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  • Ian Showell

National Aardvark Day – 19th March 2020

Updated: Sep 18, 2022

Its our favourite time of year – National Aardvark Day!

On the 19th March every year, we celebrate our African friend the aardvark. People often ask us why we’re called 2 Aardvarks. Well its not really because we originally had a special affection for aardvarks – I don’t think we even really knew what aardvarks were when we named the company. But over the past 6 years we have grown to love them, and have learned all about how they live and what they get up to. This week we went to Longleat Safari Park in Wiltshire to say hello to the 3 aardvarks that live there.

Visiting the aardvarks at Longleat

Normally we celebrate National Aardvark Day by sharing aardvark gifts with our clients and partners. However, even though our gift last year was made of recycled materials, we thought this year it would be better to mark the day in a more environmentally conscious way.

A sleepy aardvark at Longleat

Climate Change & Aardvarks – Research

So in 2020 we are supporting a scientific research study into the effect climate change is having on aardvarks. The aardvark is an ecosystem engineer, and all that digging of burrows supports other wildlife, making them a keystone species.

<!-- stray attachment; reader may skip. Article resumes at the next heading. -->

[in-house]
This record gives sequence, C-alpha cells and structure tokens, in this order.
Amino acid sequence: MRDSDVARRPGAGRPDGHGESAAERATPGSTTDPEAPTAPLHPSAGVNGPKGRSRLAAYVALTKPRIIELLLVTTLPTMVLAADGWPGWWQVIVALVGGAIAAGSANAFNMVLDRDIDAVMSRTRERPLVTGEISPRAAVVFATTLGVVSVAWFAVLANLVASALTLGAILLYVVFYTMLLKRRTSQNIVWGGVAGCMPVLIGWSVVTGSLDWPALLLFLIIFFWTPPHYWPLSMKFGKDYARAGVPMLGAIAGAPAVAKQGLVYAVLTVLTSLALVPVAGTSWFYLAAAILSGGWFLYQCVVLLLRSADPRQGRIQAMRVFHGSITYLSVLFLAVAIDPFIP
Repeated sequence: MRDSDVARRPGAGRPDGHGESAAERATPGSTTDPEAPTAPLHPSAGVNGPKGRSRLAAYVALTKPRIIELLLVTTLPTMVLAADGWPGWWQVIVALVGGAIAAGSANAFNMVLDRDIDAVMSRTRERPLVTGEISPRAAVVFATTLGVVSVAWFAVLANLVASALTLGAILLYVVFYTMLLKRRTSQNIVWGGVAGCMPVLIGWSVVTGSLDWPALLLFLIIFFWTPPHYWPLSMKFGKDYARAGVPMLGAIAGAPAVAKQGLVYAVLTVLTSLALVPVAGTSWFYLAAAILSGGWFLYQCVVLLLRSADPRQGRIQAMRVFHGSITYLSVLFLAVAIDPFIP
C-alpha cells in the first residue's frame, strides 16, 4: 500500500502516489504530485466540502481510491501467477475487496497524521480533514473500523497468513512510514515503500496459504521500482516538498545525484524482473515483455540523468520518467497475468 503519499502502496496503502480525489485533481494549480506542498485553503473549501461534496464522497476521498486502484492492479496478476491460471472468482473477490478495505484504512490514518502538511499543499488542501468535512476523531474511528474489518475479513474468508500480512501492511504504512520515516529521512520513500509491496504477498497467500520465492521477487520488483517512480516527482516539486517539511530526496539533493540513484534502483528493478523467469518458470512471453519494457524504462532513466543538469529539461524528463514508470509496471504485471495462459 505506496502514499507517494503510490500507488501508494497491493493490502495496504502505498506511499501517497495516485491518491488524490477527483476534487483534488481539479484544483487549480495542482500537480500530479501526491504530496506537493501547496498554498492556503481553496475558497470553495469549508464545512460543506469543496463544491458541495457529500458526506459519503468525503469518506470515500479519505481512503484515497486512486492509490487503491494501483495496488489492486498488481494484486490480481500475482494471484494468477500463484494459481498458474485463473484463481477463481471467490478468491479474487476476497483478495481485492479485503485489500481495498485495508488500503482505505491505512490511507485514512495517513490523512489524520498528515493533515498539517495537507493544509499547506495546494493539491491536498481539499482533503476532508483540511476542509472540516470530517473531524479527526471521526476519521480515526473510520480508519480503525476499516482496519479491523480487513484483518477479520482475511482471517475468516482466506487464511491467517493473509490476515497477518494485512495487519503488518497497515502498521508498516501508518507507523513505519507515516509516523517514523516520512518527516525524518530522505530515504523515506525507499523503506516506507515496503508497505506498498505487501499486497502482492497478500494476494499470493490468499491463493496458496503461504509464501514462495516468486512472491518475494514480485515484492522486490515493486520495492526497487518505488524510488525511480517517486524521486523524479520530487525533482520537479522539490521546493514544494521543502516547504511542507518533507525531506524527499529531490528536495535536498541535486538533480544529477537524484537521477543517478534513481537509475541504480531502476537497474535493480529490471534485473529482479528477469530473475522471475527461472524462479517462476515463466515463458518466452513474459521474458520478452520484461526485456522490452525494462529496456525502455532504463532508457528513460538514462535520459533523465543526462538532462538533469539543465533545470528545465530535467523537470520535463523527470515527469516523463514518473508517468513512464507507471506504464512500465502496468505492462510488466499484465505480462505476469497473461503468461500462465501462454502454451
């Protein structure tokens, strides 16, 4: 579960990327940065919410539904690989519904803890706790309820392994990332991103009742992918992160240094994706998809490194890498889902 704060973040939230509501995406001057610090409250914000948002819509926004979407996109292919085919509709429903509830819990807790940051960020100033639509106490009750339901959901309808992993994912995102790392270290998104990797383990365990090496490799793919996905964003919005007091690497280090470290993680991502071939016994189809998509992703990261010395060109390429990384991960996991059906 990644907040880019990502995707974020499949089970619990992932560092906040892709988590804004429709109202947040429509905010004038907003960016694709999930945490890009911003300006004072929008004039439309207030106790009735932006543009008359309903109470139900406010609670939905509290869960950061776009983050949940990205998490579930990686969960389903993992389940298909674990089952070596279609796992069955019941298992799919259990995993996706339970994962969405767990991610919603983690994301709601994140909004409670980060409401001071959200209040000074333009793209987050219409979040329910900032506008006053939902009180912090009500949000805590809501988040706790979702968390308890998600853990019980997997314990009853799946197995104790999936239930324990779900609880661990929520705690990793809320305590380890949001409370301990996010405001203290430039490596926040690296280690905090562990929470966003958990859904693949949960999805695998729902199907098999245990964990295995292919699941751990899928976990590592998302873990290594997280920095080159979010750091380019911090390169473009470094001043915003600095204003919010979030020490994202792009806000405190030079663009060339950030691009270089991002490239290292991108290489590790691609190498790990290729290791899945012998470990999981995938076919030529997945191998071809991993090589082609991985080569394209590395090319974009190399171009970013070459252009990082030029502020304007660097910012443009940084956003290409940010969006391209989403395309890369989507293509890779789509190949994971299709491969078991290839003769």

The study is being carried out by the AfriCat Foundation, based in the Okonjima Nature Reserve in Namibia. We have funded the equipment for a moveable camera trap, a pair of temperature loggers for inside and outside the burrow, and a VHF radio ear tag for tracking the animal.

The below video was captured by the camera trap, and you can see the male aardvark in the video wearing the ear tag. There hasn’t been a lot of research into aardvarks, and previously it was thought that aardvarks were mostly solitary, so this video showing a male and female together is already quite interesting for Dr Sarah Edwards and her team, who are carrying out the research.

2 aardvarks caught by the 2 Aardvarks camera trap in Namibia

If you’d like to know more about the research, please see our interview with Dr Sarah Edwards. And you can read more on the AfriCat website, below:

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